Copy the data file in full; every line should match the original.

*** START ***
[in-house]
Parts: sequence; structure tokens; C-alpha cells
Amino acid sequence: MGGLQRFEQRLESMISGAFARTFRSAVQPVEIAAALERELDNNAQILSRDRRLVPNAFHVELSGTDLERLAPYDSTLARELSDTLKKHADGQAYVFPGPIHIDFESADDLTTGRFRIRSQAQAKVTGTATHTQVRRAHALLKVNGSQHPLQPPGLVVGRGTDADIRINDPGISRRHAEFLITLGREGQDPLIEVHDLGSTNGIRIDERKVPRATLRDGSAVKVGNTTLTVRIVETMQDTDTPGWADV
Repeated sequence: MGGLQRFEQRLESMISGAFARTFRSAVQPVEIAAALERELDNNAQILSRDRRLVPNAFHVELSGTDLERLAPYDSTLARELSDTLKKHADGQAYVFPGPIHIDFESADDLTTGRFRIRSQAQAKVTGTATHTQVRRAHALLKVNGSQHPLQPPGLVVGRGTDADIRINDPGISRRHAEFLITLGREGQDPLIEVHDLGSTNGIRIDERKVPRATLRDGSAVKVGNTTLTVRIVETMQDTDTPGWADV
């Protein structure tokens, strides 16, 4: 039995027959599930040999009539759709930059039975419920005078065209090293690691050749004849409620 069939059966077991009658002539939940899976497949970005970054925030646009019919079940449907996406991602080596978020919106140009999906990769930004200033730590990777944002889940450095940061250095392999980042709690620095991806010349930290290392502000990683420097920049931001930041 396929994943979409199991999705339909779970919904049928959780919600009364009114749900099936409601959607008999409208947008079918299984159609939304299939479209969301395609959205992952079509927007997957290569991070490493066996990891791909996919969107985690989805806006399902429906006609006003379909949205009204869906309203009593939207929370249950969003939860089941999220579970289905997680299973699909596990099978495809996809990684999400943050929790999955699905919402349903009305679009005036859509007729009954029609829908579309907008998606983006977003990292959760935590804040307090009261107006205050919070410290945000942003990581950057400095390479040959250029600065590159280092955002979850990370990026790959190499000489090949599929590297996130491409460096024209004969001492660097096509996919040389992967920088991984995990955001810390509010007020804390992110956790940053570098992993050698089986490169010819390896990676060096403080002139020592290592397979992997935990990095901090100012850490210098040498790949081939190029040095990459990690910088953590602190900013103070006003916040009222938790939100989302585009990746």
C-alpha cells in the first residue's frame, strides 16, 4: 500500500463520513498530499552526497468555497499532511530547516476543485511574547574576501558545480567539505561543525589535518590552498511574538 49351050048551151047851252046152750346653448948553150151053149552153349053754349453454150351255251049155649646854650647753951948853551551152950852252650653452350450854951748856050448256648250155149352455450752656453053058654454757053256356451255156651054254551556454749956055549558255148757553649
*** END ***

[in-house]
Parts: sequence; structure tokens; C-alpha cells
Amino acid sequence: MGGLQRFEQRLESMISGAFARTFRSAVQPVEIAAALERELDNNAQILSRDRRLVPNAFHVELSGTDLERLAPYDSTLARELSDTLKKHADGQAYVFPGPIHIDFESADDLTTGRFRIRSQAQAKVTGTATHTQVRRAHALLKVNGSQHPLQPPGLVVGRGTDADIRINDPGISRRHAEFLITLGREGQDPLIEVHDLGSTNGIRIDERKVPRATLRDGSAVKVGNTTLTVRIVETMQDTDTPGWADV
Repeated sequence: MGGLQRFEQRLESMISGAFARTFRSAVQPVEIAAALERELDNNAQILSRDRRLVPNAFHVELSGTDLERLAPYDSTLARELSDTLKKHADGQAYVFPGPIHIDFESADDLTTGRFRIRSQAQAKVTGTATHTQVRRAHALLKVNGSQHPLQPPGLVVGRGTDADIRINDPGISRRHAEFLITLGREGQDPLIEVHDLGSTNGIRIDERKVPRATLRDGSAVKVGNTTLTVRIVETMQDTDTPGWADV
């Protein structure tokens, strides 16, 4: 039995027959599930040999009539759709930059039975419920005078065209090293690691050749004849409620 069939059966077991009658002539939940899976497949970005970054925030646009019919079940449907996406991602080596978020919106140009999906990769930004200033730590990777944002889940450095940061250095392999980042709690620095991806010349930290290392502000990683420097920049931001930041 396929994943979409199991999705339909779970919904049928959780919600009364009114749900099936409601959607008999409208947008079918299984159609939304299939479209969301395609959205992952079509927007997957290569991070490493066996990891791909996919969107985690989805806006399902429906006609006003379909949205009204869906309203009593939207929370249950969003939860089941999220579970289905997680299973699909596990099978495809996809990684999400943050929790999955699905919402349903009305679009005036859509007729009954029609829908579309907008998606983006977003990292959760935590804040307090009261107006205050919070410290945000942003990581950057400095390479040959250029600065590159280092955002979850990370990026790959190499000489090949599929590297996130491409460096024209004969001492660097096509996919040389992967920088991984995990955001810390509010007020804390992110956790940053570098992993050698089986490169010819390896990676060096403080002139020592290592397979992997935990990095901090100012850490210098040498790949081939190029040095990459990690910088953590602190900013103070006003916040009222938790939100989302585009990746």
C-alpha cells in the first residue's frame, strides 16, 4: 500500500463520513498530499552526497468555497499532511530547516476543485511574547574576501558545480567539505561543525589535518590552498511574538 49351050048551151047851252046152750346653448948553150151053149552153349053754349453454150351255251049155649646854650647753951948853551551152950852252650653452350450854951748856050448256648250155149352455450752656453053058654454757053256356451255156651054254551556454749956055549558255148757553649